Tajikistan is the poorest of the former Soviet republics of Central Asia. Since independence in 1991, the country has been characterized by civil war, dictatorship and widespread poverty.
Key figures and facts
- Capital: Dushanbe
- Ethnic groups: Tajik 84.3% (including Pamiri and Yagnobi), Uzbek 13.8%, other 2% (including Kyrgyz, Russians, Turkmen, Tatars and Arabs) (2014)
- Language: Tajik (official) 84.4%, Uzbek 11.9%, Kyrgyz 0.8%, Russian 0.5%, other 2.4% (2010)
- Religion: Sunni Muslims 95%, Shia Muslims 3%, other 2% (2014)
- Population: 9 107 211 (2018)
- Control Form: Republic
- Area: 142 550 km2
- Currency: Tajik Somoni
- GNP per capita: 2 979 PPP $
- National Day: September 9th
Tajikistan Population 8 295 840 (2017). Like other Central Asian republics, Tajikistan has traditionally had a high natural population growth, due to high birth rates and low mortality, and the country has a “young” population. Life expectancy for women is 64 years for men and 71 years for women. Civil war and natural disasters in the 1990s hit the population hard.
The ethnic composition consists of: 79.9 percent Tajiks, 15.3 percent Uzbek, 1.1 percent Russians and 1.1 percent Kyrgyz. The proportion of Russians has declined sharply since independence, but in 2005, Russian was reintroduced as compulsory school.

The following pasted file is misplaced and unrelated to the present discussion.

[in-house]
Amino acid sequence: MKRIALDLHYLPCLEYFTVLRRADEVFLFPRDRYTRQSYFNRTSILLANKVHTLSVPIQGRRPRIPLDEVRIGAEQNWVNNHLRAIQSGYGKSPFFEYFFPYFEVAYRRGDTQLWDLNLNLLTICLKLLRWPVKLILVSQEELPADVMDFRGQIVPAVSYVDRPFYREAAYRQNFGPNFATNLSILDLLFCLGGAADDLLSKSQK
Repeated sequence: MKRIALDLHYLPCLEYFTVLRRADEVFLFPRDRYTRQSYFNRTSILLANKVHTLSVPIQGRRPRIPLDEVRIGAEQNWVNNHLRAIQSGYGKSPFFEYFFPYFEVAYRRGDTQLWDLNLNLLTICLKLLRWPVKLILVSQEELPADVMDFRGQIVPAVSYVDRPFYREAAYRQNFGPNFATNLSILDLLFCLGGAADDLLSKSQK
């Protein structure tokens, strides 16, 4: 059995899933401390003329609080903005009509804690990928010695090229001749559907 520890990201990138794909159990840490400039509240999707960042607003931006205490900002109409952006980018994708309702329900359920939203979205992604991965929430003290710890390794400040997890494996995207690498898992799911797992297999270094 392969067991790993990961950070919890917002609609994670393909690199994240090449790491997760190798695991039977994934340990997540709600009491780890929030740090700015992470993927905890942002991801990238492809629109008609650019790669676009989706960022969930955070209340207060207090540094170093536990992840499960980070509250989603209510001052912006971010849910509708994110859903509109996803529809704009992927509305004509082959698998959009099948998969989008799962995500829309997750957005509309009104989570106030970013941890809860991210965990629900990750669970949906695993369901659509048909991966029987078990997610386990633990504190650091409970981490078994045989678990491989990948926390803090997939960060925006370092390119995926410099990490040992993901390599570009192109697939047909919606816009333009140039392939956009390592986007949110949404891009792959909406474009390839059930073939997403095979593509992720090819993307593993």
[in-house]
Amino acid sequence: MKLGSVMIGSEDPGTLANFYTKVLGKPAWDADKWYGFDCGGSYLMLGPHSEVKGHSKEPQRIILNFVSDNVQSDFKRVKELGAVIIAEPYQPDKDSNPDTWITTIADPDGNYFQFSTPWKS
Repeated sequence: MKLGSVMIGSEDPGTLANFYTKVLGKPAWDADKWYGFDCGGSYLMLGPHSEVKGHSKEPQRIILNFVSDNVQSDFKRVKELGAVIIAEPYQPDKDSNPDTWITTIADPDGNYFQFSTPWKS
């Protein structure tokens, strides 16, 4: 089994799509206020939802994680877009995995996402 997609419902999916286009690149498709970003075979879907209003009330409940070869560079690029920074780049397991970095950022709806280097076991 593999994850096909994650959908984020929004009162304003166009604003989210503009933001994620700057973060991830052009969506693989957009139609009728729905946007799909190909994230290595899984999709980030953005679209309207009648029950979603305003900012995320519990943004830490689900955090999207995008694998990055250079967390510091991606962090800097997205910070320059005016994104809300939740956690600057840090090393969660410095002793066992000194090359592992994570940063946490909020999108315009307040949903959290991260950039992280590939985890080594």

The settlement is concentrated to the valleys, which together make up less than 10 percent of the land area. The densest settlement is found in the western valleys, especially around Dushanbe and the Fergana basin. Less than 10 percent of the population lives in Pamir.
Most Tajiks live in villages, qishlaqs. Because of many mountains with steep mountain sides, the houses are often built so that the flat roof forms the garden of the house above. Major cities are the capital of Dushanbe, Khudzhand (Khodsjent, formerly Leninabad), Kuljab and Kurgan-Tjube.
The national language is Tajik, which is an Iranian language. It is the native language of about 60 percent of the population and is written with the Cyrillic alphabet. Other Iranian languages in the country are Persian, Pashto and the so-called Pamir languages in the East. The largest language minorities are Uzbek and Russian speakers.
The majority of the population are Sunni Muslims and belong to the Hanafi Law School. However, there is an Ishmaelite minority (branch of Shia Islam). Sufism, and especially the Naqshbandiyya Brotherhood, has a long history in the country and is still widely used. The Soviet regime waged an intense campaign against Islam, but without success; in 1989 the country had 17 registered mosques, after independence in 1991 the number of registered mosques was 3000.